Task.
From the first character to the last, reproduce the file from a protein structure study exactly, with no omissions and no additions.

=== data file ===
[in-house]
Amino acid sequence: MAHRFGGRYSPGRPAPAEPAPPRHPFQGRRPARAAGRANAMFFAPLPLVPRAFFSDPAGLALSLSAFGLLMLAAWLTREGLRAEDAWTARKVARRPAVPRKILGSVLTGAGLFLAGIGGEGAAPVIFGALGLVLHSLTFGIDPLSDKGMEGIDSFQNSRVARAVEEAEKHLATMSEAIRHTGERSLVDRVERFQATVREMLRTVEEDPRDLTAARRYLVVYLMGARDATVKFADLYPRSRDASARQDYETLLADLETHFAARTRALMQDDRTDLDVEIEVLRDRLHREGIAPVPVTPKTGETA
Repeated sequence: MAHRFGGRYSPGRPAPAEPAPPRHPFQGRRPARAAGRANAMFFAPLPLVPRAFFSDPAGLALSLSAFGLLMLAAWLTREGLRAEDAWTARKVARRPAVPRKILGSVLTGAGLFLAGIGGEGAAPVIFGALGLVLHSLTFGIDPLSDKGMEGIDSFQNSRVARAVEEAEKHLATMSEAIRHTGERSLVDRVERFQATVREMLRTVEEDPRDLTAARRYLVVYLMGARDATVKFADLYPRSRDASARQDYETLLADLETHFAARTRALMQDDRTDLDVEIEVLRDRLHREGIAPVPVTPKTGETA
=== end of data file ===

[in-house]
Amino acid sequence: MAHRFGGRYSPGRPAPAEPAPPRHPFQGRRPARAAGRANAMFFAPLPLVPRAFFSDPAGLALSLSAFGLLMLAAWLTREGLRAEDAWTARKVARRPAVPRKILGSVLTGAGLFLAGIGGEGAAPVIFGALGLVLHSLTFGIDPLSDKGMEGIDSFQNSRVARAVEEAEKHLATMSEAIRHTGERSLVDRVERFQATVREMLRTVEEDPRDLTAARRYLVVYLMGARDATVKFADLYPRSRDASARQDYETLLADLETHFAARTRALMQDDRTDLDVEIEVLRDRLHREGIAPVPVTPKTGETA
Repeated sequence: MAHRFGGRYSPGRPAPAEPAPPRHPFQGRRPARAAGRANAMFFAPLPLVPRAFFSDPAGLALSLSAFGLLMLAAWLTREGLRAEDAWTARKVARRPAVPRKILGSVLTGAGLFLAGIGGEGAAPVIFGALGLVLHSLTFGIDPLSDKGMEGIDSFQNSRVARAVEEAEKHLATMSEAIRHTGERSLVDRVERFQATVREMLRTVEEDPRDLTAARRYLVVYLMGARDATVKFADLYPRSRDASARQDYETLLADLETHFAARTRALMQDDRTDLDVEIEVLRDRLHREGIAPVPVTPKTGETA